Questions persist over Hezbollah's alleged involvement in Beirut Blast

A Cypriot businessman with possible ties to Hezbollah affiliated bank could be the owner of the ship that brought the ammonium nitrate that caused the Beirut Blast.

A satellite image shows damages following Tuesday's blast in the port area in Beirut, Lebanon August 5, 2020 (photo credit: EUROPEAN SPACE IMAGING/HANDOUT VIA REUTERS)
A satellite image shows damages following Tuesday's blast in the port area in Beirut, Lebanon August 5, 2020
(photo credit: EUROPEAN SPACE IMAGING/HANDOUT VIA REUTERS)
As the dust slowly begins to settle over the scorched remains of buildings and cars devastated in the Beirut Port explosion, some questions still remain an unanswered; but, point to Hezbollah, according to Der Spiegel.

While it has already been established that the principal cause of the explosion was improperly stored explosive grade ammonium nitrate in Hangar 12, fresh details shed new light on how it got there in the first place and to whom it possibly belonged.
September 2013, a sea-betaen vessel called the Rhosus left Batumi, Georgia, heading for Mozambique, carrying on board 2,750 tons of the explosive material that turned the clear blue Beirut skyline into a burning inferno.
The volatile cargo was intended for an explosive manufacturer in the African country, which interestingly enough, was subjected to an investigation by Spanish authorities due to possible involvement in the 2004 Madrid train bombing by Islamic terrorists.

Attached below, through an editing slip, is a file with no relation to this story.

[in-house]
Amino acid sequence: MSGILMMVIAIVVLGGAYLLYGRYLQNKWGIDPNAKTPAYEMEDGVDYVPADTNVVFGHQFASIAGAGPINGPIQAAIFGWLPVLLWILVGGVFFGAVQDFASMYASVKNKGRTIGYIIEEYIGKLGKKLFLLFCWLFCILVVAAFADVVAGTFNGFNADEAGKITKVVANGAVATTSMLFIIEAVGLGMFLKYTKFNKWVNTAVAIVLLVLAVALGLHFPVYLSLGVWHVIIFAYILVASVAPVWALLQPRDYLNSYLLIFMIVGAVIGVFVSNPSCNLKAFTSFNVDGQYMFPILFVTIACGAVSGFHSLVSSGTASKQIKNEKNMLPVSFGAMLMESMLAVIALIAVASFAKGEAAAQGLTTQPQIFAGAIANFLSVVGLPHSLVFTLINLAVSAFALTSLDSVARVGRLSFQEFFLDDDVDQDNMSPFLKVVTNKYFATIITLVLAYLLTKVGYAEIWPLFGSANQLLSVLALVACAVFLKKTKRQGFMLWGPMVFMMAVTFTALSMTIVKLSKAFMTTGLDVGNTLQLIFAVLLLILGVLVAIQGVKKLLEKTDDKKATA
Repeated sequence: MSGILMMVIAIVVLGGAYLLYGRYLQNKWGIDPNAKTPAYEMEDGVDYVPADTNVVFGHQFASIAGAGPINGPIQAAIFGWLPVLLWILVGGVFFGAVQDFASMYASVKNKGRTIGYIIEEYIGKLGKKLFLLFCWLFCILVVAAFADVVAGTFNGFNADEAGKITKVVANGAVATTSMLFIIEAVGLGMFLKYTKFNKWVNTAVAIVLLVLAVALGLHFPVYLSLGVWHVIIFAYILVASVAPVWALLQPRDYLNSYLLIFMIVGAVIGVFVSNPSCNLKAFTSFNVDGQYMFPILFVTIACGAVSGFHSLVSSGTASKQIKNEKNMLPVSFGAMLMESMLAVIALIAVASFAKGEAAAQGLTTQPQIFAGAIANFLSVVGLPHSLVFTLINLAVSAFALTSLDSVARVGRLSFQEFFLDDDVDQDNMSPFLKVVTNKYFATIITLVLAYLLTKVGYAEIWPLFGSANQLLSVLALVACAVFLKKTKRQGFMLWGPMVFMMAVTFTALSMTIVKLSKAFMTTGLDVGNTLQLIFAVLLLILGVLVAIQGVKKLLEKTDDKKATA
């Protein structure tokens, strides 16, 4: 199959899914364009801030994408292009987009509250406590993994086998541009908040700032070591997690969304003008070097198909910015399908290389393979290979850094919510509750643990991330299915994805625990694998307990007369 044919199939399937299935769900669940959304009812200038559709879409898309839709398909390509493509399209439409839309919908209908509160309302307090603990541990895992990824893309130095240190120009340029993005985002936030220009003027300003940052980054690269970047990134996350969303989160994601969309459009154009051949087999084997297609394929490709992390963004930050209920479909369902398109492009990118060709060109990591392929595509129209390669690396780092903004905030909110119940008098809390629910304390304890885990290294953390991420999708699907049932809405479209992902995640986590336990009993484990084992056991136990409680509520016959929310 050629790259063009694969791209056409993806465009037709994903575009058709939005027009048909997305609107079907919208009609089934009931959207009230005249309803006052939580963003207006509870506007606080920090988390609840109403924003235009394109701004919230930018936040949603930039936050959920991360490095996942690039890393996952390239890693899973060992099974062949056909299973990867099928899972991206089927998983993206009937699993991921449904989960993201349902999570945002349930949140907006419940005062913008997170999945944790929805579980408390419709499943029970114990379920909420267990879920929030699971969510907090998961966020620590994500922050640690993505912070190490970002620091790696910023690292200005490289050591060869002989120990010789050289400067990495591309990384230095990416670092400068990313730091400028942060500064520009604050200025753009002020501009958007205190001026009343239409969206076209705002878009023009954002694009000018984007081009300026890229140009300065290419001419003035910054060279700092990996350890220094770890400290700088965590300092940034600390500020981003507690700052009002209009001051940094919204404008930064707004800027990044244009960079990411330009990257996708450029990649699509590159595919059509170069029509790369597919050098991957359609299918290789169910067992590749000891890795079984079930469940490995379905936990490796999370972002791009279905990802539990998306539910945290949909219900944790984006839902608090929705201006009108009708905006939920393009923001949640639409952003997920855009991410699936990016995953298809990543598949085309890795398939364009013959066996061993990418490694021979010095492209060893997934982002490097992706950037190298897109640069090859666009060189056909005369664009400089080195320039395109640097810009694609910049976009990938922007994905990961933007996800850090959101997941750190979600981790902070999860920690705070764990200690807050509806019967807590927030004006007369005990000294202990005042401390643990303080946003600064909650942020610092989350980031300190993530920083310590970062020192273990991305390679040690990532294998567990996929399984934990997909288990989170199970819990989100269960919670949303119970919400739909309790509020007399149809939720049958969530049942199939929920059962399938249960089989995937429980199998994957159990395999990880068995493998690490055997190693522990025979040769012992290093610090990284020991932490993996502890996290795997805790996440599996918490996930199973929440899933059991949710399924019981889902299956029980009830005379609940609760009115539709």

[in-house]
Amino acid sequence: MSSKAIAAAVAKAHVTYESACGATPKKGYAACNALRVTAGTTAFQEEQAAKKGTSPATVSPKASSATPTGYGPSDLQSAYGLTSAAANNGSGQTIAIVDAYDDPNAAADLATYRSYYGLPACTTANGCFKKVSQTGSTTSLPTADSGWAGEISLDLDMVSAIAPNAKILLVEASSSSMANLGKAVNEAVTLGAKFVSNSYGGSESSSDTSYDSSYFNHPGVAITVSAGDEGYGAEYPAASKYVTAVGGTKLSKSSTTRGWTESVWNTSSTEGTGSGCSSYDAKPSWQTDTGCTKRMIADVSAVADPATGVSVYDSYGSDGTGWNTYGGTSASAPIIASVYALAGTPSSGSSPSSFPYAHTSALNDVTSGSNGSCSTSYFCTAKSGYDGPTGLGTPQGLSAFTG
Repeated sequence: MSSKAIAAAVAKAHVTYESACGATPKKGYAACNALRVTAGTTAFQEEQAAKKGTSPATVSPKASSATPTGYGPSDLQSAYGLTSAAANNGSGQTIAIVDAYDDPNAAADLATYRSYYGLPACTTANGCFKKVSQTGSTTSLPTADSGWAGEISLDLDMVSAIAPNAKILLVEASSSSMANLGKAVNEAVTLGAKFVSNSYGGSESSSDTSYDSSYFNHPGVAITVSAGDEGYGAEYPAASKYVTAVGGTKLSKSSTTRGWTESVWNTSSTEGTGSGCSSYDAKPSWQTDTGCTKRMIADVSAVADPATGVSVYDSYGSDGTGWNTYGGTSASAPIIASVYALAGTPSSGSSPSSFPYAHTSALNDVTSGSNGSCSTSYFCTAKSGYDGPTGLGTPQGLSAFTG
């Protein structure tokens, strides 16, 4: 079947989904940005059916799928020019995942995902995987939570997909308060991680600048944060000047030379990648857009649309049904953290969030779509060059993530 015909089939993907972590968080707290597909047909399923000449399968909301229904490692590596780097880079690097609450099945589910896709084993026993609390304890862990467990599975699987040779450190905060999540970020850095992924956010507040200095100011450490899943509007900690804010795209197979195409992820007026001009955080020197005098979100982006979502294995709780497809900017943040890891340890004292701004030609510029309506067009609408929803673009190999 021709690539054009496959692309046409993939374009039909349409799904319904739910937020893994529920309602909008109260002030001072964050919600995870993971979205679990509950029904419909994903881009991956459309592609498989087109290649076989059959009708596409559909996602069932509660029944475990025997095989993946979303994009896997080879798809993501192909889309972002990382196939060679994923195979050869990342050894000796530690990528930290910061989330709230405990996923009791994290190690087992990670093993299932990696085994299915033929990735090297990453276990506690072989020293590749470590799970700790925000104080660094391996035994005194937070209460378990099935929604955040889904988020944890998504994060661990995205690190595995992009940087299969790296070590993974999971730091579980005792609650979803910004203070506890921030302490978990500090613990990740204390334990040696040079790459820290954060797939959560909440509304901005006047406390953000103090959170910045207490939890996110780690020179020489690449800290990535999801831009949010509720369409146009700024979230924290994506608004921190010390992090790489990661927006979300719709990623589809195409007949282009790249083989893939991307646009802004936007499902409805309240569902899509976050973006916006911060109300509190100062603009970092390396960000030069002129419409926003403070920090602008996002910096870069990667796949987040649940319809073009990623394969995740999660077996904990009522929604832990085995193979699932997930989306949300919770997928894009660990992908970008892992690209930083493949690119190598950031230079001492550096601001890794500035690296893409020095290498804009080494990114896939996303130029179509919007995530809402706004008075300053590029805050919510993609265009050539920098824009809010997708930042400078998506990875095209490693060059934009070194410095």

However, the ships never got there. Instead, the crew was ordered to stop at Beirut Port to load additional cargo to be dropped off at Jordan.
The detour was meant to provide the extra income needed to cover the costs of traveling through the Suez canal, according to Igor Grechuskhin - the ship's purported owner.
After digging deeper into the case, Der Spiegel, together with the Organized Crime and Corruption Reporting Project, have found out that the ship belonged to a Cypriot businessman, Charalambos Manoli, who had ties to a Hezbollah-affiliated bank.
Manoli, took tremendous efforts to conceal the fact that he owned the Rhosous by having the shipped registered in Moldova. Additionally, its seaworthiness certification was done by another company based in Georgia.
Grechuskhin, as it turns out, only chartered the ship.
Ultimately, an accident that happened during the loading of the new cargo in Beirut Port delayed its departure. Eventually, the ship was seized due to Manoli's standing debts.
Manoli, in fact, owed money to Tanzanian FMBE bank, which was previously suspected of money laundering activities for Hezbollah.
It is possible that Manoli offered the Rhosous to the bank, to cover his debt.
As no efforts were made by any party to reclaim the ship, the cargo was removed by the Lebanese authorities and stored in the port. The ship, in the meantime, sank to the bottom.
But the story does not end there, it appears that a large portion of the ammonium nitrate was stolen shortly before the explosion since, according to European intelligence officials, some 700 to 1,000 tons of the material exploded out of the total 2,750 tons that were on board the ship that never left Beirut.
It remains unknown as to what happened to the rest of it but one thing is clear, Hezbollah's fingerprints could be all over it.